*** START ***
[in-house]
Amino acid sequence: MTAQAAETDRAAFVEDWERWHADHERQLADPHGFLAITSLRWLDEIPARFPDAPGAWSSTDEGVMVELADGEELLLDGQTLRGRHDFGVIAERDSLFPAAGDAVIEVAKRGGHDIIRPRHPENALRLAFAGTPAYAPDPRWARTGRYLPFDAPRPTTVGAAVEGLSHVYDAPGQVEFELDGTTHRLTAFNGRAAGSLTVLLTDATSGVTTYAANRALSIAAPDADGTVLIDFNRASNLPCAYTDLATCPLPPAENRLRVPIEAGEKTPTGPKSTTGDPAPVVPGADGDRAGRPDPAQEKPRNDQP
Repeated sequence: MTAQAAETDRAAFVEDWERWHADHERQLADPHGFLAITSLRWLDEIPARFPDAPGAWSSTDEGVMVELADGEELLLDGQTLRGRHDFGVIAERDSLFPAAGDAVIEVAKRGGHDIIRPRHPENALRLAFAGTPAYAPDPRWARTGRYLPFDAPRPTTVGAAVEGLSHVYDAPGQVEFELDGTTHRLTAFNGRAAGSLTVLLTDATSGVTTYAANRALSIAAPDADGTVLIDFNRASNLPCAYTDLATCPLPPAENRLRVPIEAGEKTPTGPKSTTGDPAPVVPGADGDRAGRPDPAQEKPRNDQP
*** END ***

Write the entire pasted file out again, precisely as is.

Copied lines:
[in-house]
Amino acid sequence: MTAQAAETDRAAFVEDWERWHADHERQLADPHGFLAITSLRWLDEIPARFPDAPGAWSSTDEGVMVELADGEELLLDGQTLRGRHDFGVIAERDSLFPAAGDAVIEVAKRGGHDIIRPRHPENALRLAFAGTPAYAPDPRWARTGRYLPFDAPRPTTVGAAVEGLSHVYDAPGQVEFELDGTTHRLTAFNGRAAGSLTVLLTDATSGVTTYAANRALSIAAPDADGTVLIDFNRASNLPCAYTDLATCPLPPAENRLRVPIEAGEKTPTGPKSTTGDPAPVVPGADGDRAGRPDPAQEKPRNDQP
Repeated sequence: MTAQAAETDRAAFVEDWERWHADHERQLADPHGFLAITSLRWLDEIPARFPDAPGAWSSTDEGVMVELADGEELLLDGQTLRGRHDFGVIAERDSLFPAAGDAVIEVAKRGGHDIIRPRHPENALRLAFAGTPAYAPDPRWARTGRYLPFDAPRPTTVGAAVEGLSHVYDAPGQVEFELDGTTHRLTAFNGRAAGSLTVLLTDATSGVTTYAANRALSIAAPDADGTVLIDFNRASNLPCAYTDLATCPLPPAENRLRVPIEAGEKTPTGPKSTTGDPAPVVPGADGDRAGRPDPAQEKPRNDQP